Saturday, 13 April 2013

MAT: Irrational Exponential


Once upon a time, people got tired of writing things like 5+3+3+3+3+3+3+3+3+3+3 and went with 5 + 3(10) instead. And so there was multiplication, as a form of repeated addition.

Later on, people found themselves writing 5*3*3*3*3*3*3*3*3*3*3 so some other short form was deemed necessary. This gave rise to 5*3^10, and the notion of repeated multiplication.

But is the exponent seen as such? Particularly when, in this post, we haven't determined how to make it look like a superscript? Though maybe that's a benefit, it's more clearly not a single multiplication when we use an actual symbol...


Michael Pershan recently ran an experiment looking into Why Kids Mess Up Exponents. The issue seemingly being an intuition that leads towards the wrong places. He had a set of questions, and you should check out that link to see the breakdown.

I mention this as I recently ended up running my own experiment based off of his, though rather more spontaneously.

Quick backstory: My Grade 11U level class started exponents earlier in the week. They would have seen negative exponents in Grade 10, though I started with contextual stuff anyway, which refreshed the notion of negative giving divisions. So too late to gain anything there.

Friday was going to be the day for rational exponents, which they had not seen in a classroom context. So we had a bunch of snow (yes, on April 12), nine people were absent, I still wanted to at least talk about the topic, and had a brainwave. Thus, after going through some review questions based on the previous day's work, I went through a single question three times, collecting in the answers as I did. Here's the results.



Straight out:
What do you think 100^0.5 is? How confident are you? (5 being most confident)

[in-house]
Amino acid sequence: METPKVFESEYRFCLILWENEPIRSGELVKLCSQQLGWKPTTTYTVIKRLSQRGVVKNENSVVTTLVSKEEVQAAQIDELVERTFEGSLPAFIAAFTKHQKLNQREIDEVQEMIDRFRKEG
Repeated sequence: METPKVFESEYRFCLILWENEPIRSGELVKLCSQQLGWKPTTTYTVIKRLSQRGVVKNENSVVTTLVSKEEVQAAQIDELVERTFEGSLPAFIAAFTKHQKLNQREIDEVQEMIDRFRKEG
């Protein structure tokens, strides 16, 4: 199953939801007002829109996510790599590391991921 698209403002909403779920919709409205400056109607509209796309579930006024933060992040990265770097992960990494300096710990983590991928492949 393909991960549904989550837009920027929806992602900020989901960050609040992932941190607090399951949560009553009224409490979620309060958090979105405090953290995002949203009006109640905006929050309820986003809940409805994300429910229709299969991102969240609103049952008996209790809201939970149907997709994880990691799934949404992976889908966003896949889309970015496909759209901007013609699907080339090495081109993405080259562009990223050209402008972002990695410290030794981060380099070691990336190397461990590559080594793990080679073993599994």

ANSWER: 50 [11]
Confidence Breakdown:
1- 4 ppl; 2- 0 ppl; 3- 6 ppl; 4- 1 ppl; 5- 0 ppl

ANSWER: 10 [6]
Confidence Breakdown:
1- 0 ppl; 2- 0 ppl; 3- 3 ppl; 4- 1 ppl; 5- 2 ppl

ANSWER: 0.5 [1]
Confidence level of 1


I then gave some context based on what we'd seen previously, by writing the following table on the board:


NOW: What do you think 100^0.5 is? How confident are you?

ANSWER: 10 [15]
Confidence Breakdown:
1- 2 ppl; 2- 1 ppl; 3- 5 ppl; 4- 3 ppl; 5- 4 ppl

ANSWER: 50 [1]
Confidence level 3

(Two people didn't give me papers. I wasn't keeping track that closely.)


I indicated that whatever the answer is, it has to be multiplied by itself to get the base back. Demonstrated 100^0.5 * 100^0.5 = 100, along with a couple similar examples, and then outright confirmed the growing suspicion that the prior answer was 10. Then...

Straight out:
What do you think 100^(1/4) is? How confident are you?

ANSWER: root(10) [5]
Confidence Breakdown:
1- 0 ppl; 2- 1 ppl; 3- 2 ppl; 4- 0 ppl; 5- 2 ppl

ANSWER: 5 [4]
Confidence Breakdown:
1- 1 ppl; 2- 2 ppl; 3- 1 ppl; 4- 0 ppl; 5- 0 ppl

ANSWER: 2.5 [2]
Confidence Breakdown:
1- 1 ppl; 2- 0 ppl; 3- 1 ppl; 4- 0 ppl; 5- 0 ppl

ANSWER: 0.1 [2]
Confidence level 2 (for both)

ANSWER: pi [1]
Confidence level 2

(This time four papers missing. Also, when I gave the pi guy a curious look after glancing at his sheet, he said 'pi always figures in somehow'. Amusingly, the answer IS 3.16227766...)


There's something more going on than merely treating it like multiplication. Even in set 2, a couple of the 10's were based on students having written down a moving of the decimal to the left. (I don't know if it was the same ones who then came up with 0.1)

My suspicion is that there's a search for patterns going on. Because that's what human beings do, we look for patterns. And after two years of linear patterns, that's what students gravitate to, in absence of any other context. So, provide them context? Even then, we may grab moving decimals before anything else. (If it had been 50^0.5, would the response have been 5? Possibly.)

Trouble is, for this problem, a root is not immediately seen as part of a pattern. A root is irrational. Which is kind of ironic given that it's a rational exponent. Or maybe that too is part of the problem.

For further reading on exponents that came up in blogs this week:
1) Rational Exponents - Third Grade Style
2) Exponentials in Context

Was this exponential week? No one told me!! Hmph, so much for happily ever after.

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